Plans for student led walkout underway


Ria Bhasin

With stacks of flyers detailing the student led walkout scheduled for April 20, senior Parker Butler, along with juniors Dena Assad and Amina Syeda discuss their plan for handing out the flyers and raising awareness for the event.

After the school shooting at Marjory Stoneman Douglas High School took the lives of 17 students and injured 17 more on Valentine’s Day, students of the Parkland high school started a nationwide protest of gun violence with #NeverAgain, organizing a National School Walkout on March 14, where students left class for 17 minutes, one minute for every student who died in the Parkland shooting.

But with the National School Walkout occurring during Frisco ISD’s spring break, at least six students on campus have joined in on the nationwide efforts to organize another walkout on April 20, the 19th anniversary of the Columbine High School shooting.

In order to see change, we must be the change,

— junior Dena Asaad

“I try to attend any rallies I can, such as the women’s march and Palestinian rallies etc.,” junior Dena Asaad said via text. “We have noticed that gun violence and abuse is a reoccurring issue that has been talking about for years, yet nothing is being done to solve it. Once we saw the victims from Parkland speak out, we felt the need to stand with them and do the same. In order to see change, we must be the change.”

For junior Amina Syeda, the issue hits closer to home.

“I lived in Connecticut for 14 years, and when I was in 6th grade the Sandy Hook incident took place, a mere 30 minutes away from my home,” Syeda said via text. “I have waited for something to change, for at least one piece of gun reform to be passed, but none came. Thus, now as I am nearing the age of being able to vote and make a difference, we now work alongside with the students of Parkland, Florida.”

To promote the event, the student organizers are passing out orange flyers with information on the walkout.

“The orange flyers were made to increase awareness on our walkout, but the main reason was to inform the student body on the purpose of the walkout and what we will be doing on April 20th,” Syeda said via text. “The flyers consist of two links, one to the signup, and the other to our plan (purpose, where we will be walking, time and date, etc.). We plan on distributing these flyers by hand to students, due to the fact that it isn’t a school endorsed event.”

The walkout will be held during advisory on April 20 with the students having met with school administration before spring break.

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“The school cannot endorse us, for it is a political issue, but we are keeping in contact with them to make sure the walkout goes smoothly and safely,” Asaad said via text. “The administration cannot punish the students for participating, but if a student is late to their next class they will get a tardy for it is state policy.”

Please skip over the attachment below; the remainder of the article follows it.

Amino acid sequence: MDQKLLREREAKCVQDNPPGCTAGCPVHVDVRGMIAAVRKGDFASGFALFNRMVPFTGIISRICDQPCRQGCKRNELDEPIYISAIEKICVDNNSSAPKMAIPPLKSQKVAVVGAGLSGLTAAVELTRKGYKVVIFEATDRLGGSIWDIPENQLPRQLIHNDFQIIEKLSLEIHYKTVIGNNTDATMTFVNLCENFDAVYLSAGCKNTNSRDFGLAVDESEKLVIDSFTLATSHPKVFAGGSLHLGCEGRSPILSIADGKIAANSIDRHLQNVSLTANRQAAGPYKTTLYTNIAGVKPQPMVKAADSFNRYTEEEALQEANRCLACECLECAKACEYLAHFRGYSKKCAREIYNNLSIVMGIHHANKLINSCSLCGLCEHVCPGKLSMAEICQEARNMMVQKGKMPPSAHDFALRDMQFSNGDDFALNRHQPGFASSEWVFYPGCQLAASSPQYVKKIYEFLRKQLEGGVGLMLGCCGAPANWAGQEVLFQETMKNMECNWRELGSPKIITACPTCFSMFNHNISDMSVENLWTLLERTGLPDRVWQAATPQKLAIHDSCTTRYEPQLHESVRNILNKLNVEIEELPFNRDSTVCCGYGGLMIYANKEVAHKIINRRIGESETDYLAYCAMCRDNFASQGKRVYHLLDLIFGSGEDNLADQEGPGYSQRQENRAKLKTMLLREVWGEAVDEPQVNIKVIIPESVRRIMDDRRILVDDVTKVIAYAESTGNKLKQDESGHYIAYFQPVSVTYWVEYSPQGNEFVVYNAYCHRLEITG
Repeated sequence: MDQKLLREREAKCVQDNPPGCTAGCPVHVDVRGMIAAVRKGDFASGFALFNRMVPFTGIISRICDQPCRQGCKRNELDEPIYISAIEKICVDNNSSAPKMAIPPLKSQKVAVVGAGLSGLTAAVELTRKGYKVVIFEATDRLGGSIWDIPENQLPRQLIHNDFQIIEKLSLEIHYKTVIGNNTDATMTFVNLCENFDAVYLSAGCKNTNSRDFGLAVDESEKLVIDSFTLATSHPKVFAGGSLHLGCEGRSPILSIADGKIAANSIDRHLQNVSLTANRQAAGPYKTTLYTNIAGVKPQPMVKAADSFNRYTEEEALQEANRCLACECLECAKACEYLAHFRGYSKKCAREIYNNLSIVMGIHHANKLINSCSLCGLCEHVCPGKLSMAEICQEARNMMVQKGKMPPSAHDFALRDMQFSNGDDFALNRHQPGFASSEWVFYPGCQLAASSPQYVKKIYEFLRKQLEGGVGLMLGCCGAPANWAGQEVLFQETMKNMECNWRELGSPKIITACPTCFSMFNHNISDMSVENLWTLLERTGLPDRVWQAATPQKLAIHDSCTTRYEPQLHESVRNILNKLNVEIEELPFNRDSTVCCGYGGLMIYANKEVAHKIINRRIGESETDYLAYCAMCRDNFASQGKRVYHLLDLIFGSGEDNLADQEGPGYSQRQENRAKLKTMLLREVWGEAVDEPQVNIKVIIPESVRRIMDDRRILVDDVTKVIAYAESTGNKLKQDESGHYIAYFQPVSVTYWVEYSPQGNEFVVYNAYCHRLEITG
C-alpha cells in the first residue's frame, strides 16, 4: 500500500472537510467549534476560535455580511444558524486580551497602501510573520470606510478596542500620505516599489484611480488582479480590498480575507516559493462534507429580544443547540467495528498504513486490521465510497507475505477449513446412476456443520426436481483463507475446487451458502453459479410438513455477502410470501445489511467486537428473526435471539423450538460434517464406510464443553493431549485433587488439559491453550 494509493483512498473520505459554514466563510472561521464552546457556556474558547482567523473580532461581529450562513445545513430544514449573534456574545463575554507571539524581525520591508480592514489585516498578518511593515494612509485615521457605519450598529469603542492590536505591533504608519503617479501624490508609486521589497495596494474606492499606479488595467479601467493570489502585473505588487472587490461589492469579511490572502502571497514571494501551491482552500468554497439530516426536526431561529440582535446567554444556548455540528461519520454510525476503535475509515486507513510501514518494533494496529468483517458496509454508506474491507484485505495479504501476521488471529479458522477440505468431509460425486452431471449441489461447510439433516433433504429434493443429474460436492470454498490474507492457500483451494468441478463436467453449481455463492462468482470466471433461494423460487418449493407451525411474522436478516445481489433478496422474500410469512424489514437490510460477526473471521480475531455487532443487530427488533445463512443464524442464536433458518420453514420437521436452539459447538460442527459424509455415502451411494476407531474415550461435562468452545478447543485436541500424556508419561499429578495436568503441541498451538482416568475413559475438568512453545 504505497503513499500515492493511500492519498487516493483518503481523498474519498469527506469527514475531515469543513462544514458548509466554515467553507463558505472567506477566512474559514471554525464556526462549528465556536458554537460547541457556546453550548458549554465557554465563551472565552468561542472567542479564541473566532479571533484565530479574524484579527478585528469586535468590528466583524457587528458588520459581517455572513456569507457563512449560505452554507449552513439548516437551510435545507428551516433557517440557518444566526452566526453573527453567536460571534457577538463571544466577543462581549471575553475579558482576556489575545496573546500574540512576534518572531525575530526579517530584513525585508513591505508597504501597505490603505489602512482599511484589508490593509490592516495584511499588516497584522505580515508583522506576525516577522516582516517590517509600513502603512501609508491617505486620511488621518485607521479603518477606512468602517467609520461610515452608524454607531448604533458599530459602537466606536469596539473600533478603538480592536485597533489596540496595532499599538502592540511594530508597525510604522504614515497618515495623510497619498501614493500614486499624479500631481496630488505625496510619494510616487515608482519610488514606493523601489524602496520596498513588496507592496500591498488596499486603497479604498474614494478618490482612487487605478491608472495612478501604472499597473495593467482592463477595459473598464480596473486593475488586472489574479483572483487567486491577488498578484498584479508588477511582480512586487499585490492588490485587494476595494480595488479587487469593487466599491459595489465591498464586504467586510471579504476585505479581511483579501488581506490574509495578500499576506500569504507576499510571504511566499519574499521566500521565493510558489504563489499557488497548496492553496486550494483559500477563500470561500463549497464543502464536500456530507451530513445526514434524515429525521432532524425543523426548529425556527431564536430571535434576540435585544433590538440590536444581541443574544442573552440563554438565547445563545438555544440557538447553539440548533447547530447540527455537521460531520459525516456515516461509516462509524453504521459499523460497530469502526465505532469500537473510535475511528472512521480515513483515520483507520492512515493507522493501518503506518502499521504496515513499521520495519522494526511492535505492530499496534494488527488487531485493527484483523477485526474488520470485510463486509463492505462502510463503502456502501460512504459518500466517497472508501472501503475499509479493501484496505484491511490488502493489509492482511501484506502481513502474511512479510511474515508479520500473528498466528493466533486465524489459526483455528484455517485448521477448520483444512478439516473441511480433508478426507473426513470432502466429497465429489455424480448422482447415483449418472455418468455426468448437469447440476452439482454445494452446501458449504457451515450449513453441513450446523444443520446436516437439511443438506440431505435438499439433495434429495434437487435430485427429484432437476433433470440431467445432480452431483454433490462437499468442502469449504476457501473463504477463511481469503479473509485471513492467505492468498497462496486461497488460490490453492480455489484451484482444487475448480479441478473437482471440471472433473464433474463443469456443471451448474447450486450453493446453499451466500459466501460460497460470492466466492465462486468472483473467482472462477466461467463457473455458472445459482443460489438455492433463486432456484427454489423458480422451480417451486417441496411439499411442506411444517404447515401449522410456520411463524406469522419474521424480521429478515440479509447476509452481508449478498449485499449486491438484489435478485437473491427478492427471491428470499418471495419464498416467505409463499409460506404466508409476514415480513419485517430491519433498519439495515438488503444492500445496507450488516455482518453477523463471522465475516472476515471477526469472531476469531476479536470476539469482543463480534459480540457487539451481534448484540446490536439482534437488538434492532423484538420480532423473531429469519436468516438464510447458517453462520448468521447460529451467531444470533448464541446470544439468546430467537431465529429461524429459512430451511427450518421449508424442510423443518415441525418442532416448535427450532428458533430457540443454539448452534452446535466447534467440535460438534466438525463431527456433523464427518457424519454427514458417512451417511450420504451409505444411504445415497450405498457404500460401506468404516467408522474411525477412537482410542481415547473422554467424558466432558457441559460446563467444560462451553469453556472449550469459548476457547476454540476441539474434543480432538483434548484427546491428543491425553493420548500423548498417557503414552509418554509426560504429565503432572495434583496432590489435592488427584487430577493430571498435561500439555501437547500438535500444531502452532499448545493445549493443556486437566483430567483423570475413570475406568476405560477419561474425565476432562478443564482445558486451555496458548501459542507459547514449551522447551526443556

In the 1969 Supreme Court case Tinker v. Des Moines, the Court ruled a 7-2 majority in favor of students’ First Amendment rights, saying that students don’t “shed their constitutional rights to freedom of speech or expression at the schoolhouse gate.”

“Although our students have not organized an event such as this in the past, there have been times where students have exercised their first amendment rights on campus,” principal Ashley Rainwater said via email. “Staff members and Frisco police are aware and will work to ensure that students are safe.”

Beyond the walkout, campus organizers will also be helping students register to vote on April 20.

“Our walkout is actually going to be different than many of the other walkouts that were seen on March 10th and the 14th, we will be having voter registration for all students who are 17 years and 10 months old and above, and we will also have a sign up for anyone younger so that when the time is right we would be able to contact them reminding to register,” Syeda said via text. “Not only are we increasing awareness on gun reform, sparking change, we are making sure that everyone has a say in our politics for when it comes time to vote on policies.”

We are making sure that everyone has a say in our politics for when it comes time to vote on policies,

— junior Amina Syeda

In the end, Asaad believes the walkout is about more than just gun reform.

“We are the future, if we want to endorse change, we must take action into our own hands,” Asaad said via text. “We must be the change we want to see in the world. Student activism is incredibly important for we are the next generation of voters. The majority of adults don’t take teens seriously for we are “too young” and “don’t understand.” If we want to change that stigma, we must speak out. With student activism, adults are finally listening to the youth and that is part of the goal.”

This story was updated with an additional quote from principal Ashley Rainwater.